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A bodysuit for long jumpers, made out of a condom?
Skyn Condoms claims to have a long-jump suit that could help athletes perform better, but there’s no science to back it up.
Say you’re a long jumper and you’re interested in jumping a tad longer than you’ve jumped before, but you’ve already wrung every precious drop of ability out of your training regimen. What are you going do to?
The fine folks at Skyn Condoms have created the perfect gear for you. It’s a “one-of-a-kind conceptual long jump suit,” made entirely out of the same material that they use for their high-end prophylactics, Skynfeel, which, according to Skyn’s website, have “revolutionized the condom industry.”
Yes, for long jumpers just hankering to be clad from head to toe in a literal body condom, Skynfeel Apparel—thank the Lord—is here.
They’ve got a super-sexy promotional video, too, should the above not prove enough of an allure. Stylistically, the 92-second spot more or less resembles the deleted scenes from a tentpole flick based on a young adult lit series about a futuristic dystopia in which humanity will be saved only if our most lithesome athletes can run, flex, grimace, sweat, and jump without growing visibly tumescent or biting clear through one’s lower lip in throbbing anticipation.
Woo! Is it getting hot in here or is it just me? Anyway, how do these fire jawns work, exactly?
“The resulting SKYNFEEL APPAREL garment features dragonfly wing-inspired flaps located on the edge of the body, constructed from a thin layer of SKYNFEEL and reinforced by a geometric laser cut grid,” Skyn said in a press release. “Designed with the long jumper’s technique in mind, the flaps stay flat during the run, to open up with the jump—just as the athlete twists their arms and straightens their legs. The aerodynamic design creates an upward lift that could help long jumpers stay in the air just a little bit longer.”
Hang on, flaps? How would this possibly be permissible for high-ranking amateurs and professional long jumpers?
Reached for comment, Carol Carrozza, Skyn’s VP of Marketing, North America at Ansell, explained that yes, they hope that some day the pros will be snapping up their “one-of-a-kind concept for elite professional athletes,” she said via email. To date, though, they haven’t had any conversations with the IAAF, the regulatory body for athletics. “As it is an early experiment, we have not engaged in validation with IAAF on the design of the apparel.”
“Long jump is a sport where official records haven’t been broken since 1991,” she continued, ”so we saw an opportunity there to explore how an apparel made out of our Skynfeel condom material could enhance performance. It was also an interesting sport to explore, since there have not been many significant developments in the apparel worn by long jumpers.”
Technically, yes. Mike Powell’s record jump of 29 feet, 4 3/8 inches at a non-Olympic event has held up over the last 25 years, and the mark he bested, 29 feet, 2½ inches, set by Bob Beamon at the 1968 Olympics Games in Mexico City, stood for 23 years before that. But both Powell’s and Beamon’s feats represented a two foot increase over the prior record. As Joe Posnanski noted, both represent massive statistical outliers and, in that time, only Carl Lewis has ever posed a decent challenge.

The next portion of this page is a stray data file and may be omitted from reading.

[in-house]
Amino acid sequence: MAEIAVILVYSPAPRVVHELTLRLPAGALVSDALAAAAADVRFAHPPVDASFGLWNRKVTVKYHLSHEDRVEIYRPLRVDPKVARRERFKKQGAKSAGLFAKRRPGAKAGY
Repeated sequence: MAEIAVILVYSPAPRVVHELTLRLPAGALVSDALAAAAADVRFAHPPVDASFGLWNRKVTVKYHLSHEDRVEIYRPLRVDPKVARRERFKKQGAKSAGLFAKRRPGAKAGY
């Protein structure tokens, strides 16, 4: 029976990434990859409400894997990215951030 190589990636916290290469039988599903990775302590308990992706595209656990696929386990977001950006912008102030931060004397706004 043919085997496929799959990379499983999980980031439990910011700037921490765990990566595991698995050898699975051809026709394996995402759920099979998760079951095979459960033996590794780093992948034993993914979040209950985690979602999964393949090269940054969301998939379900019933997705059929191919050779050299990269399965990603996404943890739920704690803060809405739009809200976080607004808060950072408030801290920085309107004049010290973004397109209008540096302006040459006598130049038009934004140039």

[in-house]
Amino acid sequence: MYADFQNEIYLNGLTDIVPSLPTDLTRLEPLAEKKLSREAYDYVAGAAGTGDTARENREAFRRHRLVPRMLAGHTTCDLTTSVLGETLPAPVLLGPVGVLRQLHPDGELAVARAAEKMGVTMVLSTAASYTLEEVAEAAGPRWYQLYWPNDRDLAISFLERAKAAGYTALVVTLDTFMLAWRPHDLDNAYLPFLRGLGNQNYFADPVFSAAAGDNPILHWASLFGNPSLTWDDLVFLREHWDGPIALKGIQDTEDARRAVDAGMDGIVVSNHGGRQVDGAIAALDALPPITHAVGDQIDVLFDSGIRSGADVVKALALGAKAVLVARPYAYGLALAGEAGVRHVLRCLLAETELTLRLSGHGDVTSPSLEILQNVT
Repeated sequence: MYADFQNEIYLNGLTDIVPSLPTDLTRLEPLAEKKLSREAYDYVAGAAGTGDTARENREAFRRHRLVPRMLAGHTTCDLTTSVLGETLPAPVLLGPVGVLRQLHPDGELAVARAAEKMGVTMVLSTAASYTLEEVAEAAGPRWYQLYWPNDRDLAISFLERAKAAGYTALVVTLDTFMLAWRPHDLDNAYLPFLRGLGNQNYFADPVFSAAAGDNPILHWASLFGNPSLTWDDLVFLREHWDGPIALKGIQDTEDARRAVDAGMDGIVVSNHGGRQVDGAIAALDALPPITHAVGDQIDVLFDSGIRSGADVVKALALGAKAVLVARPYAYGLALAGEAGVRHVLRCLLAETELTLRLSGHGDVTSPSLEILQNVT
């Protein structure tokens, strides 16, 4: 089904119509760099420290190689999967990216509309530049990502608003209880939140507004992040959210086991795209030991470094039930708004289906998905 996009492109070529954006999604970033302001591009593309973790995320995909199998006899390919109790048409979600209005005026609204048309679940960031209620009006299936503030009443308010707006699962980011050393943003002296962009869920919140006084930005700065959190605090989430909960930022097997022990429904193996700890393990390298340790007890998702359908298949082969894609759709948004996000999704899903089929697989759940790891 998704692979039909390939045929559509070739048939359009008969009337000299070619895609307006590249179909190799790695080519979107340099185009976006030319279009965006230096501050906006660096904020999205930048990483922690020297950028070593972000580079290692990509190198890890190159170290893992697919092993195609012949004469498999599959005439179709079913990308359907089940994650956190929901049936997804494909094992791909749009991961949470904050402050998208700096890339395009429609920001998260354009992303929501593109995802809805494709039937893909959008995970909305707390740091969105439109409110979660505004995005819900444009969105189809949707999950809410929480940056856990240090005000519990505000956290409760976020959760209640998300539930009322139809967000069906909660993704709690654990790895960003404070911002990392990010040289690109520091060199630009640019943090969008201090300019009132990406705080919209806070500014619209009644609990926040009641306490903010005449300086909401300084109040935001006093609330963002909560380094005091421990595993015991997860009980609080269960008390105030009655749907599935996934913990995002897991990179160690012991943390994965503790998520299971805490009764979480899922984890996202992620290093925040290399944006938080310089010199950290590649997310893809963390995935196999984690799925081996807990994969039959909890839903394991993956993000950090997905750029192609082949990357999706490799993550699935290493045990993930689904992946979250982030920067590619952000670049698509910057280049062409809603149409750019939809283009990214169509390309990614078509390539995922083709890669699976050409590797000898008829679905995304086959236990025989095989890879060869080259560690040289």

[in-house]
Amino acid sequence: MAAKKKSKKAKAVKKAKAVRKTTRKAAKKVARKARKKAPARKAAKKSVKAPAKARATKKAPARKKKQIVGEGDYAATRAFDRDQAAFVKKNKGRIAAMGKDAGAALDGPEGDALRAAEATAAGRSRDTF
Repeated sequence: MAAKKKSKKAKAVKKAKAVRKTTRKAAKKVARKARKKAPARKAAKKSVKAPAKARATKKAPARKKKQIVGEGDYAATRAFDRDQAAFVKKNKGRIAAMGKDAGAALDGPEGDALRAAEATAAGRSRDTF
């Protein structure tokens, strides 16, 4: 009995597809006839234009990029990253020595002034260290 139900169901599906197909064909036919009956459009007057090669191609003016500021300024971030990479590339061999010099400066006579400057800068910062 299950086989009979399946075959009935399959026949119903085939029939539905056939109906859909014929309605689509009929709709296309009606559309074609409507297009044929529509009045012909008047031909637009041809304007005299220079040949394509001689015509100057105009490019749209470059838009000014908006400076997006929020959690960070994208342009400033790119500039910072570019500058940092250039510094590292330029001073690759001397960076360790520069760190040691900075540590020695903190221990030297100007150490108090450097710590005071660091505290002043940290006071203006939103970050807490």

But let’s keep going. When asked if Skynfeel Apparel might provide enough ventilation, considering they’re made of Polyisoprene, a latex-like material, Carozza proceeded to hype the superior “tensile strength” of Skyn condoms.
“As a condom material [Polyisoprene] has a great tensile strength, is soft and comfortable, giving users an incredibly natural feeling, full of sensitivity, while being safe and suitable for those with latex allergy,” she said. “So, Skyn condoms made of poliysoprene are softer, stretchier and give a naturally comfortable wear. The suit is amazingly light—like wearing nothing at all—and follows the body perfectly.”
Okay, how about those nifty “dragonfly wing-inspired flaps.” Has Skyn performed any tests which might prove that the suit will increase distances for long jumpers?
“The apparel hasn’t been formally tested in labs,” she said, because why would they run a test when there’s all this work to be done rolling out a product line and cranking out glossy promotional material, “but our aerodynamics consultants say that in theory Skynfeel Apparel could actually help athletes jump just a little bit further.”
When asked if Vocativ could speak with Skyn’s aerodynamics consultants, who could hopefully back up these statements with, you know, science, or at least show their data, Skyn’s team of consultants suddenly was reduced to one.
“Unfortunately that is the only official ‘quote’ we really have from the aerodynamics professional,” Carozza said. “I don’t have access to the specific individual who helped with the project to obtain a quote.
Well okay then. Skynfeel Apparel might not be able to back up its promises, but they have reminded us what’s really important: looking very sexy, regardless of how far you can jump. Let’s all take some alone time and think really long and hard about that.
This story was originally appeared on Vocativ and has been republished with permission.